Phlebotomist Career Options & Estimated Salaries

A phlebotomist is usually offered an entry-level position. They are called a phlebotomy technician in hospitals and outpatient facilities. However, once you gain enough experience or acquire an associate degree or training, there are other more lucrative positions you can apply for in various work environments like community health centers, doctor’s offices, blood donation centers, and nursing homes.

Licensed practical nurse

Estimated total annual pay - $50,000

Specific training for licensed practical nurses will take 1 to 2 years, including more extensive teaching on human anatomy, physiology, pharmacology, and nutrition.

Phlebotomist supervisor

Estimated total annual pay - $57,000

As a supervisor, you have sufficient experience in phlebotomy and other medical disciplines. You will oversee phlebotomists, ensuring standards are observed. You will also plan work schedules and monitor the activities of your team.

Blood collection specialist

Estimated total annual pay - $60,000

Additional training and experience are required to qualify for this position since it entails work in cord blood education and training.

Donor phlebotomy technician

Estimated total annual pay - $61,000

While there is no specific program for this type of work, you can get additional training with a medical assisting program.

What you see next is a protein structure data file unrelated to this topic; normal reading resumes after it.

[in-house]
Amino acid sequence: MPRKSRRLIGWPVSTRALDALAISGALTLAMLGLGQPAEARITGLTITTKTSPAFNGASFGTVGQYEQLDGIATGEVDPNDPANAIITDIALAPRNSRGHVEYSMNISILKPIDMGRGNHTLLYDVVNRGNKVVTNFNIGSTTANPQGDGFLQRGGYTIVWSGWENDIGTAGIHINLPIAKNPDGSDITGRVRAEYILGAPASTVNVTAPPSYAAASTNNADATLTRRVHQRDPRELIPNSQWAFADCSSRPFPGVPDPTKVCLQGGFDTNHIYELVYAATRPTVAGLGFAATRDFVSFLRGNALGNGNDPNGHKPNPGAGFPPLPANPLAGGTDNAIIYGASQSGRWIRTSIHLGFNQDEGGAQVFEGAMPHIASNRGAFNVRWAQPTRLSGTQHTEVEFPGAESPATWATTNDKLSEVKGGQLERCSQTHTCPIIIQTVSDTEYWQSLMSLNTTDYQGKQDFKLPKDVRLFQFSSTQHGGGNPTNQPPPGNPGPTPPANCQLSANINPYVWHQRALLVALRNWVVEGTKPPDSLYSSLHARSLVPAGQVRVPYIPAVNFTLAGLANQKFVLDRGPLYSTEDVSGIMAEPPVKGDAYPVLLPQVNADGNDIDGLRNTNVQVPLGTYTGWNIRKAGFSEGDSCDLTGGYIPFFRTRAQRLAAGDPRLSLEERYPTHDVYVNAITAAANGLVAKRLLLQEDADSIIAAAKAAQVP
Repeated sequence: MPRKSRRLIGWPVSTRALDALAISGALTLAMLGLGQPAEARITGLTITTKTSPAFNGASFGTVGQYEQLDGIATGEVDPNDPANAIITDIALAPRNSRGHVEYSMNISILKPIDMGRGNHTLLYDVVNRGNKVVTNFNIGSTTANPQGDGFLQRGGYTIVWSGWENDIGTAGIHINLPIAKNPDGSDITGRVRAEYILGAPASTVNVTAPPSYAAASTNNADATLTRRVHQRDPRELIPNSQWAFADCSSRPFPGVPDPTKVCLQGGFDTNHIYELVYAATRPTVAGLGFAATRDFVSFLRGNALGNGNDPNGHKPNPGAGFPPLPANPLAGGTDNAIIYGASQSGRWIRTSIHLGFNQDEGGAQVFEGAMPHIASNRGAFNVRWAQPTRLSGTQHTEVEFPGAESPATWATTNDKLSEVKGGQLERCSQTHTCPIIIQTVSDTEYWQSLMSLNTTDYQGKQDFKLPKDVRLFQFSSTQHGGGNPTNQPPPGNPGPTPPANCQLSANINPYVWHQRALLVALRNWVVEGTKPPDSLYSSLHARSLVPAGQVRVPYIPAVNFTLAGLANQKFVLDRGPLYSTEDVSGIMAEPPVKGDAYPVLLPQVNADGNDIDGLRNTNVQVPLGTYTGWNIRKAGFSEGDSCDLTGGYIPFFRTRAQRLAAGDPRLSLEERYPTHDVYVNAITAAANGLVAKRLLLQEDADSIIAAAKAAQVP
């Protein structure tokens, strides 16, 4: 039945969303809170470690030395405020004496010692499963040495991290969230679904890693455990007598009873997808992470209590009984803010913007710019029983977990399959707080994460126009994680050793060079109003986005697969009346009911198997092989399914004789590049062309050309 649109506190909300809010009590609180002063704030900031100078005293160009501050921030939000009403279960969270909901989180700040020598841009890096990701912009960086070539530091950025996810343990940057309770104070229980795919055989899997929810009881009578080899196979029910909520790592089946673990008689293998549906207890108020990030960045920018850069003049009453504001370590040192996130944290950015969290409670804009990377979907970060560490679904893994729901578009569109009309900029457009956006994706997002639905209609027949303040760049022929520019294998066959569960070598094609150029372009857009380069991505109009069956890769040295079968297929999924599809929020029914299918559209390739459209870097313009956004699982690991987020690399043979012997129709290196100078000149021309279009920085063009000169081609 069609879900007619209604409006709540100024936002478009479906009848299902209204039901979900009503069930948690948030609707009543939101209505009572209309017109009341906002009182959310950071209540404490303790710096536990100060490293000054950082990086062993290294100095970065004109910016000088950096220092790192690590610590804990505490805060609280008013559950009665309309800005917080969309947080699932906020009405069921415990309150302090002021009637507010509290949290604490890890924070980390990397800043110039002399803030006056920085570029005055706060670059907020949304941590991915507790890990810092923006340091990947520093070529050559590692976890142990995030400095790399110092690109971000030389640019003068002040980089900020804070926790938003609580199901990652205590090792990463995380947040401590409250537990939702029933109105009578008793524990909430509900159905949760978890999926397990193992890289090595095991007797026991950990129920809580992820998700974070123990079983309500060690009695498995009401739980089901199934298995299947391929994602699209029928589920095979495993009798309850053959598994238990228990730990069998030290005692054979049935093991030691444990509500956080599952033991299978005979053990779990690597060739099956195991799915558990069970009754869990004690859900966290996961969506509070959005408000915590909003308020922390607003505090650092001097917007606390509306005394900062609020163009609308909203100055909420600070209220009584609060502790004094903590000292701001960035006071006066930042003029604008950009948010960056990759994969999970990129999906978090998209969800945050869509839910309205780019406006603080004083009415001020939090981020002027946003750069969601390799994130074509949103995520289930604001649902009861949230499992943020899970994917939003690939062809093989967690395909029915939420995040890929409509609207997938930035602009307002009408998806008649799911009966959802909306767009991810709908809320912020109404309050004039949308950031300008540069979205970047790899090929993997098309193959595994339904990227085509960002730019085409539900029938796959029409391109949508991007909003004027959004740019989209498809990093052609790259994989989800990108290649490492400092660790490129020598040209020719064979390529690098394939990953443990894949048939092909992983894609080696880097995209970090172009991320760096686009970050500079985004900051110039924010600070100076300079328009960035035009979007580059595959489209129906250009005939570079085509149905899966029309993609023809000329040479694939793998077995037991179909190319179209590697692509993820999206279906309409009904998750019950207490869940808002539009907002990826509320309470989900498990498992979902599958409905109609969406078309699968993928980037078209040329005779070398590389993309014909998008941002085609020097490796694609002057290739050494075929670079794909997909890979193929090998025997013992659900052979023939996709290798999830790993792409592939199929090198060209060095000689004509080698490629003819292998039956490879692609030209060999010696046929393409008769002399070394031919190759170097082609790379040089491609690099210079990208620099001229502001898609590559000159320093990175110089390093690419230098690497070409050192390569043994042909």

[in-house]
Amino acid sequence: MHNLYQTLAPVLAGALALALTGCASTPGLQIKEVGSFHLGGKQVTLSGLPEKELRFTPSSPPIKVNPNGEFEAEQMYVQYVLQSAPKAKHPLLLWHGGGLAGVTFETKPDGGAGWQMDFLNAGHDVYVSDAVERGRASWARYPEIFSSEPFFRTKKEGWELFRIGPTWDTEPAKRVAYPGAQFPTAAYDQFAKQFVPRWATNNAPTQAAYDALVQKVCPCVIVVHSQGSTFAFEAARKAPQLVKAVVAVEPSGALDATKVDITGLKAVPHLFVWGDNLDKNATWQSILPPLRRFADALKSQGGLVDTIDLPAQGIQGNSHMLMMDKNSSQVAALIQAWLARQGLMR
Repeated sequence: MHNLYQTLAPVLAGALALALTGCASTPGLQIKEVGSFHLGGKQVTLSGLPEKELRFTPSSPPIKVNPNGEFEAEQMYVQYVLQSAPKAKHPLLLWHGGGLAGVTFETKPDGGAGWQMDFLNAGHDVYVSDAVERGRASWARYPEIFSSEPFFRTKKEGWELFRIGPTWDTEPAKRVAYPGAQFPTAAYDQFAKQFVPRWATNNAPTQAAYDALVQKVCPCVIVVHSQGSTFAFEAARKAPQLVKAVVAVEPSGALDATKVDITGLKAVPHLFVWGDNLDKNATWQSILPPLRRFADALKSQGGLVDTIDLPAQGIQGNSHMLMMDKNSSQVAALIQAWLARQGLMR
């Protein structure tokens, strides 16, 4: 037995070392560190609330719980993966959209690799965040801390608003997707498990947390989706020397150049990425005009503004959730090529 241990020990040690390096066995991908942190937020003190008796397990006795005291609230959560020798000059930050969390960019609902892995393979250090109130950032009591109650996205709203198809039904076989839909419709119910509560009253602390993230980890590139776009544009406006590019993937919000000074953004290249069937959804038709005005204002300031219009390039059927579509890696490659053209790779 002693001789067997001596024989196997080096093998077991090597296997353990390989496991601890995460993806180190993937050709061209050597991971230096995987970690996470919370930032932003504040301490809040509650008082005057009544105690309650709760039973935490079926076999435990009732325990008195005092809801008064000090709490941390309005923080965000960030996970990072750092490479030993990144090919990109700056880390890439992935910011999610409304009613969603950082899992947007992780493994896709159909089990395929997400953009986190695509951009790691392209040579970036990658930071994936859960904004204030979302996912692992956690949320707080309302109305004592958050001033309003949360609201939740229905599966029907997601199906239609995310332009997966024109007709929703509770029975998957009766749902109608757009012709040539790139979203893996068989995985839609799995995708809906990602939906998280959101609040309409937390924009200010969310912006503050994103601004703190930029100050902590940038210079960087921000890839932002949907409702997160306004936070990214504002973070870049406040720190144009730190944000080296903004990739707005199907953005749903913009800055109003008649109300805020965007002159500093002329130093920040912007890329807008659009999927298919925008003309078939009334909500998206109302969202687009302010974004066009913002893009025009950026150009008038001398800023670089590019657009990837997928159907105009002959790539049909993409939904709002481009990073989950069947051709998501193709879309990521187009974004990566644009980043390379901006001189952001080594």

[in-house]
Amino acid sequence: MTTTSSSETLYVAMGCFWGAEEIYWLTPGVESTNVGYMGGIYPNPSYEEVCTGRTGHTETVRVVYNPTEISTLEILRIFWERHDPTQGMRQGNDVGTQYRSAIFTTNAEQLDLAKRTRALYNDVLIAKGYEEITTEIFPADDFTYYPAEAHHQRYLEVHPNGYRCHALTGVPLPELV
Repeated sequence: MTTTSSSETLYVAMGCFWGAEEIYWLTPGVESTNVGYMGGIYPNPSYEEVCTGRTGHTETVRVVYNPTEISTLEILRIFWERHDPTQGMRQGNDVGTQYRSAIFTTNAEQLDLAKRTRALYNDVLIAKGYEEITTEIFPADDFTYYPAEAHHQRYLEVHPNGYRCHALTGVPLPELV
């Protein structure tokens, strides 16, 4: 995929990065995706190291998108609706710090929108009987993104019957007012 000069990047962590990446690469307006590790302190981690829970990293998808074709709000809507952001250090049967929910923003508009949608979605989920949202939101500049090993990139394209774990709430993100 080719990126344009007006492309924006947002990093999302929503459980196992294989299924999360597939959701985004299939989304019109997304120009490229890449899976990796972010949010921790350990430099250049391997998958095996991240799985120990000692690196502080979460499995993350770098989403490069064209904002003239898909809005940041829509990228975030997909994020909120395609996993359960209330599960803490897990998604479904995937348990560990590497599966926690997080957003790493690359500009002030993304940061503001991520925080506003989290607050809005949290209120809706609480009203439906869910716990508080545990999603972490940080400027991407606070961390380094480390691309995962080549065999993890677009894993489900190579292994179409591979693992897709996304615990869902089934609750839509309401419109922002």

Patient service specialist

Estimated total annual pay - $64,000

Since phlebotomy serves as a good foundation for more advanced practices, you should also enroll in a program for patient care procedures and get certified to apply as a patient service specialist.

Hematology technician

Estimated total annual pay - $80,000

Hematology technicians work in a laboratory setting, perform experiments on blood samples, and write analysis reports. This line of work requires a bachelor’s degree in medical laboratory technology, which can be costly.

Medical laboratory technician

Estimated total annual pay - $89,000

If you want to double your yearly pay, you must get into an accredited MLT program that would take two years to complete.

Phlebotomist Job Satisfaction

While being a phlebotomist can help save lives in their way and serve as a good stepping stone in the medical world, their incredible work comes with little appreciation. It may have become so routine that some people underestimate what they do. But in reality, this is a good thing when their skilled performance in extracting blood is uneventful for the patient.

From a phlebotomist’s point of view, they seem to take their profession quite positively. According to a survey, they rated their happiness in their job at 3.3 out of 5. It is safe to assume that they are generally satisfied as phlebotomists at that number. This overall satisfaction rating spans their salary, profession, personality match, use of skills, and work environment.

Tips for having a fruitful career in phlebotomy

  • Put more importance on how easy it is to get the job than its potential for advancement initially. Unless you are ready, going up the ladder will also mean taking up more study (and money).
  • Get into it not just for the money but also because you love doing it,
  • If you feel it’s time to advance your career, set clear strategies for achieving your goals.